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Easter: Jesus comes again today

25 April 2011

Easter:  Jesus comes again today

Often, we conflate resurrection and ascension.  On the third day after his death, Jesus was raised to the right hand of the Father in heaven, and declared to be Lord.  

A consequence of this conflation is that our attention is moved from earth to heaven.   ‘Set your mind on things above, where Christ is’.  

Together with this switch to heavenly-mindedness, resurrection tends to direct our attention to what happens after death.  Jesus died and was raised to life by the Father.  So those who die in Christ will be raised after their death.   Thus, the centre of gravity in our Christian faith is not now, but our dying and life after death.  

And there is something else to note in the way we commonly think about resurrection and celebrate it.   Look through the resurrection section of any hymn book.  Can you find a resurrection hymn, ancient, modern or ultra-contemporary, that is not built on the simple pattern of death on one day reversed and overcome by resurrection?   Where are the songs that remind us that it was Jesus, who lived a distinctive significant life, who is raised?   Did Jesus simply come to die?  What his life up to his death just a vehicle to get him there, or is it significant as the action and revelation of God? 

The Gospel stories of Easter day, and the few days after that, give us a different perspective and invite us to imagine resurrection in a different way. 

Jesus comes again to the disciples, the women first.   Comes again is the key phrase.   

He had been so brutally taken from them on the cross.  So decisively taken from them by the sealed tomb.  So mysteriously lost to them when they could not find even his body.  

He had been so derisively rejected and discredited by those who scorned him.

So shamingly deserted by his disciples.  Peter went out and wept bitterly.   All the promise he had once with Jesus was now empty – he had wasted it.

On Easter day, Jesus came again to them, Jesus unrecognizable and yet recognizably the same, as Mary found at the tomb.   So strangely other, and yet accessible, as He came into the closed room where they were gathered for fear and said Peace by with you.

He walks with them, listens to their disappointment (It has all gone wrong, the enterprise of Jesus is finished, we expected him to be the Messiah…and look what has happened), talks with them, breaks bread and blesses it – and they know, It is the Lord, he has come again to us.  We have seen that breaking of bread before.  

All these are stories of Jesus coming again – and Jesus does not come again to them to say, Look I am alive and that means death is conquered.    Or to say, Look, miracles do happen.  

Jesus comes again to pick up with his disciples the work that was unfinished, the work that was disrupted by the cross.   Jesus comes again and gives them bread as he had given it to thousands in Galilee.   Jesus comes again to take them back to the beginning, showing that what he had opened up in earlier days is not abandoned as a failure.   The call to discipleship has not been invalidated, rather Jesus comes again to restate it, so we can pick it up and carry on.  

Jesus comes again to Peter who thinks he has given up Jesus for ever by his betrayal, and that he can expect nothing from him any more.  Jesus comes again to Peter,  broken by failure, and forgives him.  Jesus forgives but  not by saying, What you did does not matter.  Nor by saying, I give you closure, you can now  get on with your life.  Jesus forgives Peter by calling him again to share in his work, as he had called Peter in Galilee.  Peter has the work of Jesus still to do on earth:  Feed my sheep.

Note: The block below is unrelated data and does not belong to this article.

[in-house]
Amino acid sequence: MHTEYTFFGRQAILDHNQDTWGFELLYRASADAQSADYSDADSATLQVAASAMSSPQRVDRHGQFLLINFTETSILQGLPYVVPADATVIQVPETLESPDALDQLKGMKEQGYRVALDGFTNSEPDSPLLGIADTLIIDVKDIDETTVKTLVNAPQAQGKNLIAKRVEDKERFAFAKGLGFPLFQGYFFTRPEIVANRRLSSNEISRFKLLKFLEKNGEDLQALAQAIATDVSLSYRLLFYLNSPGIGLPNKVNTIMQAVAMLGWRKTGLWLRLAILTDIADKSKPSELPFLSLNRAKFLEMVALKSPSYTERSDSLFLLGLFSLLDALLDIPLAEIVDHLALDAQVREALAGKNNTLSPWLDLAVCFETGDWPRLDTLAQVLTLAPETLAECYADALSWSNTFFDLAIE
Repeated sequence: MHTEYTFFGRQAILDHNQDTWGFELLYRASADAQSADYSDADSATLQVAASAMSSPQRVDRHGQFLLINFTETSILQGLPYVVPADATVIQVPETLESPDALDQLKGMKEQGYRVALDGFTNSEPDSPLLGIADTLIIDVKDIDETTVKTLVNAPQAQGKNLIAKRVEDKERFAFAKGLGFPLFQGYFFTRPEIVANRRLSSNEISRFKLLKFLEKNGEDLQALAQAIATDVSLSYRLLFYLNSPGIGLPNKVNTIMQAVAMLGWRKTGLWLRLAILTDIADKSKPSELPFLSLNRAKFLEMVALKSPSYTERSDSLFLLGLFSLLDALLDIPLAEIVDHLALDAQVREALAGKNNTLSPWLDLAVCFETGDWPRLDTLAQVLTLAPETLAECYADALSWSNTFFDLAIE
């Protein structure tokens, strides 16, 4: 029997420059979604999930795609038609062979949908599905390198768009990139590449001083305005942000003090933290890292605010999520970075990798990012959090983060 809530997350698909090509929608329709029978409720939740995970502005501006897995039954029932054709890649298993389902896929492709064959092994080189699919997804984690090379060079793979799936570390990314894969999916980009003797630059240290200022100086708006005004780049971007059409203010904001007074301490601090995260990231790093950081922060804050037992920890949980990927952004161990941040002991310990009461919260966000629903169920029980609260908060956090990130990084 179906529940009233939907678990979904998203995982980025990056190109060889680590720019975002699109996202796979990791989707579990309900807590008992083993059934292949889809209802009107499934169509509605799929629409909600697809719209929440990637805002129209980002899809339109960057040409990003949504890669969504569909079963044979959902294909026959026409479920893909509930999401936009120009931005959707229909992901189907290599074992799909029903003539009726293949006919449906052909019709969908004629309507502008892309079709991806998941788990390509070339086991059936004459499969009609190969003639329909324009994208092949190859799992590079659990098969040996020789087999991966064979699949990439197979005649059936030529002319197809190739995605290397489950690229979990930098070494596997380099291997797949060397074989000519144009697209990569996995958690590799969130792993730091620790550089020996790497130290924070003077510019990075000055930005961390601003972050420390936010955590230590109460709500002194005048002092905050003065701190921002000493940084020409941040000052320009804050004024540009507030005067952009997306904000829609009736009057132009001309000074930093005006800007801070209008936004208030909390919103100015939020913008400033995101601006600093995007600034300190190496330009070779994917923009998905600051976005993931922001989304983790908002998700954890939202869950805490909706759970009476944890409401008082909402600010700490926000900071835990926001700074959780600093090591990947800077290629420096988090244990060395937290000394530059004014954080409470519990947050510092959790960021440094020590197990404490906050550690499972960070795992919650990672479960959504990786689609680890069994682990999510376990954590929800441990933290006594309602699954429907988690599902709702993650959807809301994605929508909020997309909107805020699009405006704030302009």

Jesus says to all of them,  Go into all the world and preach the good news – and I am with you to the end of the age – not on the other side of the end of the age, when there is no more work to be done, no more world to care about.  

The risen Lord has no life to offer us except the life on earth he lived with the Father.   The way he followed himself and showed us in his earthly life and ministry is the way of the Beloved Son of the Father.   The resurrection does not start some new kind of religion which is different from what we see in the incarnation, ministry, teaching and suffering of Jesus.  The resurrection endorses Jesus and all he already was and did in his life on earth:  God says, That is the way:  He is my beloved Son, go with him. 

Having given us Jesus, God has nothing more to give, nothing more he wants to give, nothing else that is good and saving for us.  Jesus,  having pioneered the way of being human, from the Father, with the Father, to the Father, on the real earth, has no other way to offer us.   So Jesus comes in resurrection, and says to us:  however you have failed, however our mission has been interrupted,   it is still possible, still open to you, come follow me now, on this earth, as in Galilee, even in Golgotha.   I come again. 

Resurrection is much more than God’s affirmation of Jesus in order to contradict the judgment of the world which put him on the cross.  It is God affirming Jesus in his whole life, being and way.  When we confess Jesus is Lord, we are not praising a heavenly being with words of  glory and power.  We are accepting quite soberly, definitely, maybe fearfully, that we are called to follow Jesus who came on earth, and who comes again on earth to say,  The rule of God is close, and to sign it by doing good, feeding the hungry and healing the sick, giving good news to the poor and enlightening the blind, and who leads us in the way of the cross which proves to be unavoidable.  We cannot say Jesus is Lord if Jesus does not come again to us, take us back to the beginning and give us a second chance at being his disciples, walking with him in the world.

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